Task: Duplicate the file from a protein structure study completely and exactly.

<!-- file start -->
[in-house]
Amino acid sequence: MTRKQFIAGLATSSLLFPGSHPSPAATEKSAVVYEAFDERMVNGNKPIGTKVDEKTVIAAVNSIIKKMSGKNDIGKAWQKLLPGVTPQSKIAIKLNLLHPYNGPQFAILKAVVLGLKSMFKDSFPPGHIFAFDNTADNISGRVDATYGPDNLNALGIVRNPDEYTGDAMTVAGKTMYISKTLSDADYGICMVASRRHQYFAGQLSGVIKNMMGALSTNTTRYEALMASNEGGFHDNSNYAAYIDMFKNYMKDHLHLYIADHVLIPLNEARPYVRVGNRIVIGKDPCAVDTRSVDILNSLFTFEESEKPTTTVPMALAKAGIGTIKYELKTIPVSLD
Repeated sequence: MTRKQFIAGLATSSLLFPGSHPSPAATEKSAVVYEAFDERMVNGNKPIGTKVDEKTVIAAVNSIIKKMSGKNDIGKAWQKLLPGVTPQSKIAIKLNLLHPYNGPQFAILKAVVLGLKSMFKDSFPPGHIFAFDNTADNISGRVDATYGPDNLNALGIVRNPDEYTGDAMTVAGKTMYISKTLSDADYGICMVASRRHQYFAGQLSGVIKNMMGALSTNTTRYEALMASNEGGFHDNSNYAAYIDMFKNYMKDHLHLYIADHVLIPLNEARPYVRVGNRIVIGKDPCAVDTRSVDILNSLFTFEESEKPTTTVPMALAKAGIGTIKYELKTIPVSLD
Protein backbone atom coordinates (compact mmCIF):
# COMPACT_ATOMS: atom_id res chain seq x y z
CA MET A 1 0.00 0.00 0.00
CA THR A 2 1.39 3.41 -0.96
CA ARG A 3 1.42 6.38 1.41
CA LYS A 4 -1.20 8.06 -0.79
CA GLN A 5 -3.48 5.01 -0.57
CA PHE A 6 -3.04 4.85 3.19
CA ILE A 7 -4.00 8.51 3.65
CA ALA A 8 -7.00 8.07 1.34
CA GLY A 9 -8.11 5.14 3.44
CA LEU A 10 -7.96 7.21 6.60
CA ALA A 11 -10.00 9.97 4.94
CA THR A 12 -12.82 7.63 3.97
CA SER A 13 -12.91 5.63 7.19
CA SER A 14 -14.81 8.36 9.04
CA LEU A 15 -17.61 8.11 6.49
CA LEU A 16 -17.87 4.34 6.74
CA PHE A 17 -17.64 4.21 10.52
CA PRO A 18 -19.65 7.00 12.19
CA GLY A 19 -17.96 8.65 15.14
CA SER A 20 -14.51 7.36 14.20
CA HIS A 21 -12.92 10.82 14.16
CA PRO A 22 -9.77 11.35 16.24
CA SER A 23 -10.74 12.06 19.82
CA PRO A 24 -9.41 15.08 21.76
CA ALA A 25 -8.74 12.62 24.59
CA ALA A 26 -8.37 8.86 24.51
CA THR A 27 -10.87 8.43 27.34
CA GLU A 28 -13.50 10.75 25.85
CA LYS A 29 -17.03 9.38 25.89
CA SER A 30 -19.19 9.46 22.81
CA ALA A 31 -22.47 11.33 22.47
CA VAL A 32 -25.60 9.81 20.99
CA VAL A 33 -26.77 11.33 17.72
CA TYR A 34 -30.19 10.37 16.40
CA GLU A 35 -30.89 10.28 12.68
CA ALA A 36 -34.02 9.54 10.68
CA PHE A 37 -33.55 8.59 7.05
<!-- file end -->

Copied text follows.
[in-house]
Amino acid sequence: MTRKQFIAGLATSSLLFPGSHPSPAATEKSAVVYEAFDERMVNGNKPIGTKVDEKTVIAAVNSIIKKMSGKNDIGKAWQKLLPGVTPQSKIAIKLNLLHPYNGPQFAILKAVVLGLKSMFKDSFPPGHIFAFDNTADNISGRVDATYGPDNLNALGIVRNPDEYTGDAMTVAGKTMYISKTLSDADYGICMVASRRHQYFAGQLSGVIKNMMGALSTNTTRYEALMASNEGGFHDNSNYAAYIDMFKNYMKDHLHLYIADHVLIPLNEARPYVRVGNRIVIGKDPCAVDTRSVDILNSLFTFEESEKPTTTVPMALAKAGIGTIKYELKTIPVSLD
Repeated sequence: MTRKQFIAGLATSSLLFPGSHPSPAATEKSAVVYEAFDERMVNGNKPIGTKVDEKTVIAAVNSIIKKMSGKNDIGKAWQKLLPGVTPQSKIAIKLNLLHPYNGPQFAILKAVVLGLKSMFKDSFPPGHIFAFDNTADNISGRVDATYGPDNLNALGIVRNPDEYTGDAMTVAGKTMYISKTLSDADYGICMVASRRHQYFAGQLSGVIKNMMGALSTNTTRYEALMASNEGGFHDNSNYAAYIDMFKNYMKDHLHLYIADHVLIPLNEARPYVRVGNRIVIGKDPCAVDTRSVDILNSLFTFEESEKPTTTVPMALAKAGIGTIKYELKTIPVSLD
Protein backbone atom coordinates (compact mmCIF):
# COMPACT_ATOMS: atom_id res chain seq x y z
CA MET A 1 0.00 0.00 0.00
CA THR A 2 1.39 3.41 -0.96
CA ARG A 3 1.42 6.38 1.41
CA LYS A 4 -1.20 8.06 -0.79
CA GLN A 5 -3.48 5.01 -0.57
CA PHE A 6 -3.04 4.85 3.19
CA ILE A 7 -4.00 8.51 3.65
CA ALA A 8 -7.00 8.07 1.34
CA GLY A 9 -8.11 5.14 3.44
CA LEU A 10 -7.96 7.21 6.60
CA ALA A 11 -10.00 9.97 4.94
CA THR A 12 -12.82 7.63 3.97
CA SER A 13 -12.91 5.63 7.19
CA SER A 14 -14.81 8.36 9.04
CA LEU A 15 -17.61 8.11 6.49
CA LEU A 16 -17.87 4.34 6.74
CA PHE A 17 -17.64 4.21 10.52
CA PRO A 18 -19.65 7.00 12.19
CA GLY A 19 -17.96 8.65 15.14
CA SER A 20 -14.51 7.36 14.20
CA HIS A 21 -12.92 10.82 14.16
CA PRO A 22 -9.77 11.35 16.24
CA SER A 23 -10.74 12.06 19.82
CA PRO A 24 -9.41 15.08 21.76
CA ALA A 25 -8.74 12.62 24.59
CA ALA A 26 -8.37 8.86 24.51
CA THR A 27 -10.87 8.43 27.34
CA GLU A 28 -13.50 10.75 25.85
CA LYS A 29 -17.03 9.38 25.89
CA SER A 30 -19.19 9.46 22.81
CA ALA A 31 -22.47 11.33 22.47
CA VAL A 32 -25.60 9.81 20.99
CA VAL A 33 -26.77 11.33 17.72
CA TYR A 34 -30.19 10.37 16.40
CA GLU A 35 -30.89 10.28 12.68
CA ALA A 36 -34.02 9.54 10.68
CA PHE A 37 -33.55 8.59 7.05